Published: Thu, April 26, 2018
Global | By Marsha Munoz

Bill To Protect Mueller Investigation Approved By Senate Judiciary Committee

Bill To Protect Mueller Investigation Approved By Senate Judiciary Committee

The Senate Judiciary Committee chairman is likely to preside over a Thursday vote on a bipartisan bill that attempts to shield special counsel Robert Mueller from being fired by President Donald Trump without cause despite the landmines that abound. It also would give any special counsel ten days after a termination to challenge the move in court - and would preserve staffers, documents and materials of an investigation.

Although legal experts say only Rosenstein can fire Mueller, because the Trump administration has publicly disagreed, a bipartisan team of senators responded by introducing the bill that advanced Thursday. Orrin Hatch, reading from prepared remarks during a hearing before Senate Judiciary Committee. Chris Coons, D-Del., Cory Booker, D-N.J., Graham and Tillis, and would codify Department of Justice regulations that say only a senior DOJ official can fire Mueller or another special counsel, according to The Hill.

McConnell, R-Ky., has argued that Trump won't move to fire Mueller and has insisted he will not hold a full Senate vote on the legislation.

Bill To Protect Mueller Investigation Approved By Senate Judiciary Committee
Bill To Protect Mueller Investigation Approved By Senate Judiciary Committee

The committee voted against another amendment, proposed by Sen.

The resolution stated the feeling among several Republicans on the panel that the bill was unconstitutional - stating that it would "weaken the separation of powers in the name of political expediency" - while stating that Mueller "should be permitted to finish his work in a timely fashion".

In effect, if a court determines the special counsel wasn't fired for "good cause", they would be reinstated. Trump has repeatedly dubbed the probe a "witch hunt". "I've taken the position - and I don't have to take this position and maybe I'll change - that I will not be involved with the justice department". Jeff Flake, from Arizona, voting with GOP Sens. Dianne Feinstein, threatened earlier this week to oppose the bill if there were not changes. That included negotiating with Grassley, who floated an amendment that included increased reporting to Congress by the special counsel.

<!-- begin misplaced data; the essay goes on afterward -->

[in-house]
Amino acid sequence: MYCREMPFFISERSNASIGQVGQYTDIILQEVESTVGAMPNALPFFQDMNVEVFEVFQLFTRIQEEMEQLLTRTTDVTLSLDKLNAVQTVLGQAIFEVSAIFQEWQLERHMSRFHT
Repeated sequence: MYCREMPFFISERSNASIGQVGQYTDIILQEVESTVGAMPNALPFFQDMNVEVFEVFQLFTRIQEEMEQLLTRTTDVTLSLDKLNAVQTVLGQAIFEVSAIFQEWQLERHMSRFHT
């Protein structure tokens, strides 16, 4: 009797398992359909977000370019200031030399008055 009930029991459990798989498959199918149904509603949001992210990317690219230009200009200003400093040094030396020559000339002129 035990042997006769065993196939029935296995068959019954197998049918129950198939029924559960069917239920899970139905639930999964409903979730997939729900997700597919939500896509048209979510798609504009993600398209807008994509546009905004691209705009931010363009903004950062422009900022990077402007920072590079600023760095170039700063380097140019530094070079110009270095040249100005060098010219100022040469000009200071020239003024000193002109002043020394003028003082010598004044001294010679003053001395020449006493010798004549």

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If Republicans support the bill, some may be at risk of angering Trump and some of his supporters they represent.

With most Democrats on board, the bipartisan group had worked this week to gather additional Republican votes.

The revised amendment would require that notification after the investigation was done, along with a report detailing the investigation's findings and explanations of any charges.

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Democrats said they were alarmed at an initial draft of Grassley's amendment - which would have required the attorney general to report to Congress about changes to the special counsel's scope - would open up the investigation to potential political interference.

"It's important that we not overstep our constitutional authority", Hatch said. "It's because it would empower the creation of unaccountable federal prosecutors who could not be fired for acting unjustly or unwisely", he wrote in an op-ed in USA Today. But White House legislative director Marc Short said last weekend that he couldn't rule it out in the long term because it's not known "how far off this investigation is going to veer".

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